GENETIC DISCRIMINATION: Wilson Signs Prevention Bill Into Law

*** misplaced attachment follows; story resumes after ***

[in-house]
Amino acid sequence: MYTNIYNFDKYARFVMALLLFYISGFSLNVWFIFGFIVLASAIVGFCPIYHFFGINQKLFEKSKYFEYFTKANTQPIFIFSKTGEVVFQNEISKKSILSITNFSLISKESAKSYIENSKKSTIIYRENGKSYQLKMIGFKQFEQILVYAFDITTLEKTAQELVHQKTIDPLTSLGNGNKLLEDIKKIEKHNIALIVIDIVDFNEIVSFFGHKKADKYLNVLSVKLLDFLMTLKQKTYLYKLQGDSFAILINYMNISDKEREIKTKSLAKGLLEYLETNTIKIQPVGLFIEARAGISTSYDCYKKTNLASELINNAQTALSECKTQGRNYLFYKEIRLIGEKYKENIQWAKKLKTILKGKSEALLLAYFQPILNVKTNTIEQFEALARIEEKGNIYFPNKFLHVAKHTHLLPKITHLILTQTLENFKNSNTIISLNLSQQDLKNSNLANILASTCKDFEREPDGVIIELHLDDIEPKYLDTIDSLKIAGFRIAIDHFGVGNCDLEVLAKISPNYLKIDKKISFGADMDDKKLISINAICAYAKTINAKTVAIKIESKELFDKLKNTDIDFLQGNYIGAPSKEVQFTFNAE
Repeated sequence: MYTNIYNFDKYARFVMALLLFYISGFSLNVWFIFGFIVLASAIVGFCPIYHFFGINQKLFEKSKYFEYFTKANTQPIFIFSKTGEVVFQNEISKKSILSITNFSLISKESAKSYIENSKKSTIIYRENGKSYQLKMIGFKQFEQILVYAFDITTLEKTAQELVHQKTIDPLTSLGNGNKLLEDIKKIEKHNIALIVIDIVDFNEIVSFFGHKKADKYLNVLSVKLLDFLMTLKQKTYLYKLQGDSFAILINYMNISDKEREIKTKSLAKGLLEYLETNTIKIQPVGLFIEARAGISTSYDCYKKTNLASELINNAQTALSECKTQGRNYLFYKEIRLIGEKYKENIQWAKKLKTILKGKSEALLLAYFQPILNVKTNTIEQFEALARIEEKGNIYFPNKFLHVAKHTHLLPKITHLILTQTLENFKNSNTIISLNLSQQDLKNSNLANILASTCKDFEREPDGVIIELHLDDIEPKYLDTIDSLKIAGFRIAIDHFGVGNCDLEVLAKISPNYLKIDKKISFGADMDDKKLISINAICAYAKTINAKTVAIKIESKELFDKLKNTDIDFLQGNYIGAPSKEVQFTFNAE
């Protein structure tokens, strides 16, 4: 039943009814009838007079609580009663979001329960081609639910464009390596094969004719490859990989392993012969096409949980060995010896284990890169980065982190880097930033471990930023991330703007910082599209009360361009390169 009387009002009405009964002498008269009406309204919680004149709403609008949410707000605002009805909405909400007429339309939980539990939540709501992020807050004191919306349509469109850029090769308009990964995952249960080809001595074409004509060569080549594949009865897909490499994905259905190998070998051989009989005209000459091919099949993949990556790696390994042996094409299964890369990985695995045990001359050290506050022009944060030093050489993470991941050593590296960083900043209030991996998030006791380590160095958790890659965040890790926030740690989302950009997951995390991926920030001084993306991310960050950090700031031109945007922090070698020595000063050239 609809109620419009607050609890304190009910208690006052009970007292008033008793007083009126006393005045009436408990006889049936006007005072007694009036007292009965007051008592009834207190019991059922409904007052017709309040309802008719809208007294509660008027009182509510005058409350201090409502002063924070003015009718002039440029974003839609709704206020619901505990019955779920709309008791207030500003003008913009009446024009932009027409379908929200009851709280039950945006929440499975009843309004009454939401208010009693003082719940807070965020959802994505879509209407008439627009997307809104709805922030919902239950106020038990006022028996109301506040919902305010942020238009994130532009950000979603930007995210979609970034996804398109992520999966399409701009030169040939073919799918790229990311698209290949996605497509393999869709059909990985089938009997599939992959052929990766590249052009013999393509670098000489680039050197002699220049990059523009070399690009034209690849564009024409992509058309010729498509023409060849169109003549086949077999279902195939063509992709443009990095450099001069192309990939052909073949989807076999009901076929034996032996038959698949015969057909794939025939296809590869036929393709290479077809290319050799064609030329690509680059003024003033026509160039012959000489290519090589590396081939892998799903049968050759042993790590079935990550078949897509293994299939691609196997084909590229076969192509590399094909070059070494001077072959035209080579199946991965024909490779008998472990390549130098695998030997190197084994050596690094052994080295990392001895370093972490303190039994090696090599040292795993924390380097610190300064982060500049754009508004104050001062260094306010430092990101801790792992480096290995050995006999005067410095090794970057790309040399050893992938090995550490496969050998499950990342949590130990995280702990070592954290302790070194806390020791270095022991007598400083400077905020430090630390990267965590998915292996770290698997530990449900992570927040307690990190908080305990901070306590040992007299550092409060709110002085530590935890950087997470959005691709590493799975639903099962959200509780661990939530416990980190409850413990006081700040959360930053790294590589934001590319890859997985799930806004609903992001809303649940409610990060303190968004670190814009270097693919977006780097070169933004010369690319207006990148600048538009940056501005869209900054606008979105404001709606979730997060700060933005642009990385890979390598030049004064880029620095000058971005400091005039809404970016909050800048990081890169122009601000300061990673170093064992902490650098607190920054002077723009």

Employers in California will no longer be allowed to discriminate against "healthy workers who are predisposed to a hereditary disease" under a bill Gov. Pete Wilson signed into law yesterday. The AP/San Diego Union-Tribune reports that the bill, sponsored by state Sen. Patrick Johnston (D-Stockton), "will stop employers from using genetic markers to deny employment to a person who has no symptoms of a disease," such as breast cancer, colon cancer, diabetes, cystic fibrosis, Huntington's disease, Alzheimer's disease or any other genetically linked disease (7/7). While current state law prohibits discrimination in employment-related matters on the basis of race, religious creed, color, national origin, ancestry, physical disability, mental disability, medical condition, marital status, sex or age, SB 654 defines "medical condition" to include "genetic characteristics" (bill text, 7/7). The AP/Union- Tribune notes that the American Cancer Society, the California Medical Association and the American Civil Liberties Union all supported Johnston's measure (7/7).This is part of the California Healthline Daily Edition, a summary of health policy coverage from major news organizations. Sign up for an email subscription.